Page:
What are stereotypes? 4 ways that affect us
Stereotypes are one of the fundamental elements to understand how we perceive others and ourselves. Part of our social life is influenced by them and, although we do not realize it, they act from the margins of our consciousness and predispose us to adopt certain attitudes and to make certain decisions in our coexistence with the rest of people.
In this article we will see what stereotypes are , and we will review some examples that help to understand the way in which they express themselves through our actions and thoughts.
- Related article: "Stereotypes, prejudice and discrimination: why should we avoid prejudging?"
What is a stereotype?
The human brain is a set of organs very difficult to understand and study, but if there is a clear thing about it, one of its main functions is to simplify reality. Make it easy to understand what is really complex and convoluted.
This idea can be common sense, but at the same time it has very important implications on how we think and perceive reality.
In particular, it tells us that the human mind is not made to give us access to the truth, but to give us a minimalist and simplified version of it, faithful enough to reality to allow us to survive. And the stereotypes are one of the ways by which unconsciously and involuntarily we get that simplifying effect .
In particular, stereotypes are beliefs that affect our perception of a specific group or group. There are stereotypes that address a socioeconomic criterion, such as the difference between rich and poor people; others that are based on the gender distinction between men and women, others that apply to our preconceived ideas about ethnic or racial groups, etc.
In fact, these beliefs may arise from any categorization of human groups , however arbitrary they may seem. It is possible that stereotypes arise about the inhabitants of a town or a wider region that does not even correspond with an administrative entity, and can even appear by simple physical characteristics chosen almost at random.
And a prejudice?
If stereotypes are fundamentally beliefs, prejudices are attitudes linked to stereotypes; that is to say, they have a clear emotional component . A person can adopt a stereotype about the Scots, for example, without this making him emotionally position himself in a clear way before this group; but another may be emotionally positioned with respect to them, being more friendly or more hostile for this reason.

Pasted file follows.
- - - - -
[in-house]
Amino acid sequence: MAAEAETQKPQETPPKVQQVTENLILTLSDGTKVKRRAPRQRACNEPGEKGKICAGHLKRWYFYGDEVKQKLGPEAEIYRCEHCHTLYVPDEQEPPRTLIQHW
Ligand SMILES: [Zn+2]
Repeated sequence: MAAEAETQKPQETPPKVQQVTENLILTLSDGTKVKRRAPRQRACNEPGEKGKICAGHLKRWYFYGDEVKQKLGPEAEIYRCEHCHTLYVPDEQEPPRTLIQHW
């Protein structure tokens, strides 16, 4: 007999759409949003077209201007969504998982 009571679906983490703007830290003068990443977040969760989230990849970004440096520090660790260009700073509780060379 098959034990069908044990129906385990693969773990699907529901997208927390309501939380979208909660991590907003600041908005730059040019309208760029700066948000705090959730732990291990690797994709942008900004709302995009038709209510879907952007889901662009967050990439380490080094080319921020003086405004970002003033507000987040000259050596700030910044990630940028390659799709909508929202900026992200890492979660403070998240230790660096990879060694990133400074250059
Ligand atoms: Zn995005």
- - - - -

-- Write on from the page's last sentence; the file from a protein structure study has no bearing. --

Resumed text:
Of course, the boundaries between stereotypes and prejudices are never clear, and in fact it is difficult to sustain stereotypes and not express any kind of prejudice . That differentiation is always relative, just as the intensity and power that prejudices and stereotypes have in each person.
- You may be interested: "The 16 types of discrimination (and their causes)"
Examples of the expression of stereotypes
These are several ways in which stereotypes can manifest themselves.
1. Application of hate prejudices
This is possibly the most negative consequence of the existence of stereotypes: the possibility of building, through them, negative prejudices that lead us to hate groups of people not because of what they do as individuals, but because they are something, to wear a label .
The case of racial hatred driven by the Nazis, capable of rooting in a mass public among the inhabitants of Germany, is one of the clearest examples of this phenomenon, but it is not by far the only one. Long before Hitler, hate campaigns targeting ethnic minorities have been a constant in the history of humanity.
2. Adoption of paternalistic attitudes
Stereotypes do not necessarily have to predispose us to adopt a hostile attitude towards the members of that group that try to "summarize" us in the form of generalizations. Sometimes, they can even lead us to adopt an attitude of condescension and paternalism that, although it is usually annoying, does not arise from the desire to harm the other .
This type of stereotypes are relatively frequent in the treatment that many men have with women, for example, among other things because historically women have not had access to higher education.
3. Emergence of undeserved admiration
As we have seen, stereotypes do not always go hand in hand with ideas that lead us to hate a certain group; Sometimes, they lead us to adopt a positive attitude towards this.
In some cases, even they facilitate the emergence of a kind of admiration and feeling of inferiority , given that stereotypes define others, but they also define us by contrast: if we believe that Chinese, Japanese and Koreans are very good at mathematics, it is because we implicitly consider that the group we belong to performs worse in this ambit.
4. Emergence of errors due to erroneous assumptions
Another way in which stereotypes are expressed has to do with misunderstandings and errors in contexts in which a person is treated following erroneous behavior patterns based on myths or exaggerations of the culture or way of being of the members of a collective.
In short, stereotypes are an almost inevitable element in our social relations, although that does not mean that they must be so strong as to fully determine how we deal with other people. Nor, of course, as to lead us to hate individuals by generalizations based on the groups to which they belong.
- Amossy, R., Herschberg Pierrot, A. (2001). Stereotypes and clichés. Buenos Aires: Eudeba.